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Corn+Soybean Digest

Master Stewards

“We'll leave our soil in better condition than we received it.” That simple statement sums up the conservation philosophy of this year's four American Soybean Association (ASA) Conservation Legacy Award regional winners.

From a stiff field of competition, these winners epitomize the outstanding environmental and conservation achievements of U.S. soybean farmers.

A national selection committee composed of soybean farmers, conservationists and natural resource professionals evaluated entrants based on their environmental and economic programs.

All four regional winners and spouses or guests will receive all-expense-paid trips to the Commodity Classic in Charlotte, NC, Feb. 27-March 1. The overall winner will also receive a plaque and yard sign to recognize his achievements.

The Conservation Legacy Award program is sponsored by the American Soybean Association, Monsanto and Soybean Digest.

Midwestern Region Delbert Price, Alexis, IL

Delbert Price takes a no-nonsense approach to no-tilling on his northwestern Illinois operation. He began no-tilling corn in 1982, had good success and added soybeans in 1986. Today, he's 100% no-till on 435 acres of corn and 507 acres of soybeans.

“No-till builds soil organic matter and humus, which makes a better soil structure for rainfall holding capacity and less erosion,” says Price.

In addition, Price soil tests every four to five years using GPS grid sampling. Lime is kept to a 6.5 pH reading and phosphorus and potassium are applied in the fall on soybean stubble.

He sidedresses anhydrous after corn is up in the spring. “This eliminates the expense of a nitrogen stabilizer and uses less nitrogen,” Price says.

He has 13 acres of waterways, three water and sediment control basins and 2 acres of critical area planting. A 3-acre natural wetland along a bottomland is maintained to improve water quality and provide wildlife habitat. Nine miles of tile have been installed to reduce wet spots and increase crop production.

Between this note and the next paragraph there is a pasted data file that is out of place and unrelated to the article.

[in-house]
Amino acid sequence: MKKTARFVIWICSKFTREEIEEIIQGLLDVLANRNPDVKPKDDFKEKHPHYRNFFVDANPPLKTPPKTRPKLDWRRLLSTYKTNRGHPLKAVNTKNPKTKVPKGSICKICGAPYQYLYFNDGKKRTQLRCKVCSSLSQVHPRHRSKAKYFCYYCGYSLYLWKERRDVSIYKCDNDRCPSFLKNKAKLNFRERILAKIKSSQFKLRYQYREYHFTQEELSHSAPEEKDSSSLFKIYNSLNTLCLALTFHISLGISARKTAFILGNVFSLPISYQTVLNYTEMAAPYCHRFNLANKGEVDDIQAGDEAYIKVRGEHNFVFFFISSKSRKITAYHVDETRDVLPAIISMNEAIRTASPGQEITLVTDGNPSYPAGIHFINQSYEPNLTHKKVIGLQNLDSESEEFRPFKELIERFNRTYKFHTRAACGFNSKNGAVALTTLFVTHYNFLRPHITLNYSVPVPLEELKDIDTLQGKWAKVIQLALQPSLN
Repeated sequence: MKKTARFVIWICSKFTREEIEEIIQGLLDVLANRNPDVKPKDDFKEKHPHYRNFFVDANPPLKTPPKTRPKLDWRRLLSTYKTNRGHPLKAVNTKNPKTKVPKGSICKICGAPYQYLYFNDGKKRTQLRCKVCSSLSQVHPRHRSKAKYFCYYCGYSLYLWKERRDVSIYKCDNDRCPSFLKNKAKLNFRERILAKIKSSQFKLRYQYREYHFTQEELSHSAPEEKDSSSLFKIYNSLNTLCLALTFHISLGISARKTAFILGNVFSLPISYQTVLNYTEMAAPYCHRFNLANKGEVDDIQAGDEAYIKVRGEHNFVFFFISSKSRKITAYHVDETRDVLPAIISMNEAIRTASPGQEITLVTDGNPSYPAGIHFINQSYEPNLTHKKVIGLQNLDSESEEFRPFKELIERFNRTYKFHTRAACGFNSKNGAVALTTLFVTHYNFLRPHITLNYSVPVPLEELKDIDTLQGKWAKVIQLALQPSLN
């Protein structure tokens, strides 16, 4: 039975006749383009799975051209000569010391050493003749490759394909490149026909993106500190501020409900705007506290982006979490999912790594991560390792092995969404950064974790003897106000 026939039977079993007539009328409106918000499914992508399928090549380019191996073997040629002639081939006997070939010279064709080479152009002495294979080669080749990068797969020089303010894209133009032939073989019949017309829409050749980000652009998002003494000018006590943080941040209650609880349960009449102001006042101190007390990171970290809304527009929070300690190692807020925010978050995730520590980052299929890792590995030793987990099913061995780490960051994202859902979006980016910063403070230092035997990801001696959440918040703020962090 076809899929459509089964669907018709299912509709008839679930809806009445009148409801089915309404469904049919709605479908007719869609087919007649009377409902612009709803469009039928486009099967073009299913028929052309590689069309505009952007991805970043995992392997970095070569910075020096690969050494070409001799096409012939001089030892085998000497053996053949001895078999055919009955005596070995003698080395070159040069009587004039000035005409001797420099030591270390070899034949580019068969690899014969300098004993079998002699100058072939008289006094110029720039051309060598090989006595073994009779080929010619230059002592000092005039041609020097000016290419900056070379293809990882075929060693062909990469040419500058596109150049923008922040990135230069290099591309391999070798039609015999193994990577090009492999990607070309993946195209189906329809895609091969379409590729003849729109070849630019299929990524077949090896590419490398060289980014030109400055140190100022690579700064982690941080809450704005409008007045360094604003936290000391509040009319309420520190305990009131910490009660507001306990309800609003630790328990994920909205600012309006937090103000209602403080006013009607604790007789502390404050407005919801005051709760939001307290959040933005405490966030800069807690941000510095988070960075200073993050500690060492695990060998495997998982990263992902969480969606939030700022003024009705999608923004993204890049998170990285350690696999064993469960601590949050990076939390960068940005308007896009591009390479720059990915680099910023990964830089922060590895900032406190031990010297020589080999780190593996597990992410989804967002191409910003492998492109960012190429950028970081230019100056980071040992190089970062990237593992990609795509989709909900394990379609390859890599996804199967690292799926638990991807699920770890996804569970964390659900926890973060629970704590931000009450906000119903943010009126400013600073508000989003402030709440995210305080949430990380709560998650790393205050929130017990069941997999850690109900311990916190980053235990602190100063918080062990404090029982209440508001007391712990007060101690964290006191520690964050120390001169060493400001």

Price is active in local conservation and no-till events and regularly hosts tours on his operation, which includes 30 beef cows.

“Illinois is a leader in conservation farming and I'm proud to be part of it,” Price says.

Eastern Region Layman Farms, Kenton, OH

What started as a way to expand their operation without adding labor has now become a passion for Jan and Cindy Layman. Their west-central Ohio farm saw its first no-till equipment in 1984, and, since 1994, all 3,000 acres are no-tilled.

“We traded our 4-wheel-drive tractor and most tillage equipment in on our first no-till drill,” Jan explains. “We did this to remove the temptation to work ground.”

Continuous no-till has reduced weed pressure for the Laymans and thereby reduced chemical usage. They apply their own herbicides and soil sample every two years.

The labor, fuel and time savings have allowed rapid expansion for the growers. Since 1997, they've doubled their cropland.

About half their acreage is considered highly erodible land and has led them to establish grass waterways on several acres. They also encourage landlords to install buffer strips along creeks.

They're especially careful when mixing pesticides. All chemicals are mixed from nurse trucks in the field to eliminate exposure to their own wells. They even built a fertilizer and fuel secondary containment dike in 2001 to prevent environmental contamination.